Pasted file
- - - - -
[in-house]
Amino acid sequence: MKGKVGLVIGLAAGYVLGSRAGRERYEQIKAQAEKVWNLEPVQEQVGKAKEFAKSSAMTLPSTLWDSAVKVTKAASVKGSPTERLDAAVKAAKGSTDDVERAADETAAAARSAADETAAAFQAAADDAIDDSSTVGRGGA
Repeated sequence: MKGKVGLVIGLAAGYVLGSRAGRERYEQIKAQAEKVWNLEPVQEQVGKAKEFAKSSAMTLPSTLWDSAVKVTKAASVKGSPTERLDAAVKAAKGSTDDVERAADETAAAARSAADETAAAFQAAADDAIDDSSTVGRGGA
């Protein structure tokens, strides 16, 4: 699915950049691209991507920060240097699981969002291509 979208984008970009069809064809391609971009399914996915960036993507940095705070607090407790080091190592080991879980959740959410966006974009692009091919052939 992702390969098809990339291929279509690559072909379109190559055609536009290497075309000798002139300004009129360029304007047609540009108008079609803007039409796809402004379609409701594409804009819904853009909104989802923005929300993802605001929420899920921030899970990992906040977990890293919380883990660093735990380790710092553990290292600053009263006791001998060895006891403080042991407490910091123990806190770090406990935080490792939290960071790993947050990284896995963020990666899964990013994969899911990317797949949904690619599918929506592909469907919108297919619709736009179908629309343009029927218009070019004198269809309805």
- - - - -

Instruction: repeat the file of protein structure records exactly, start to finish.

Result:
[in-house]
Amino acid sequence: MKGKVGLVIGLAAGYVLGSRAGRERYEQIKAQAEKVWNLEPVQEQVGKAKEFAKSSAMTLPSTLWDSAVKVTKAASVKGSPTERLDAAVKAAKGSTDDVERAADETAAAARSAADETAAAFQAAADDAIDDSSTVGRGGA
Repeated sequence: MKGKVGLVIGLAAGYVLGSRAGRERYEQIKAQAEKVWNLEPVQEQVGKAKEFAKSSAMTLPSTLWDSAVKVTKAASVKGSPTERLDAAVKAAKGSTDDVERAADETAAAARSAADETAAAFQAAADDAIDDSSTVGRGGA
């Protein structure tokens, strides 16, 4: 699915950049691209991507920060240097699981969002291509 979208984008970009069809064809391609971009399914996915960036993507940095705070607090407790080091190592080991879980959740959410966006974009692009091919052939 992702390969098809990339291929279509690559072909379109190559055609536009290497075309000798002139300004009129360029304007047609540009108008079609803007039409796809402004379609409701594409804009819904853009909104989802923005929300993802605001929420899920921030899970990992906040977990890293919380883990660093735990380790710092553990290292600053009263006791001998060895006891403080042991407490910091123990806190770090406990935080490792939290960071790993947050990284896995963020990666899964990013994969899911990317797949949904690619599918929506592909469907919108297919619709736009179908629309343009029927218009070019004198269809309805």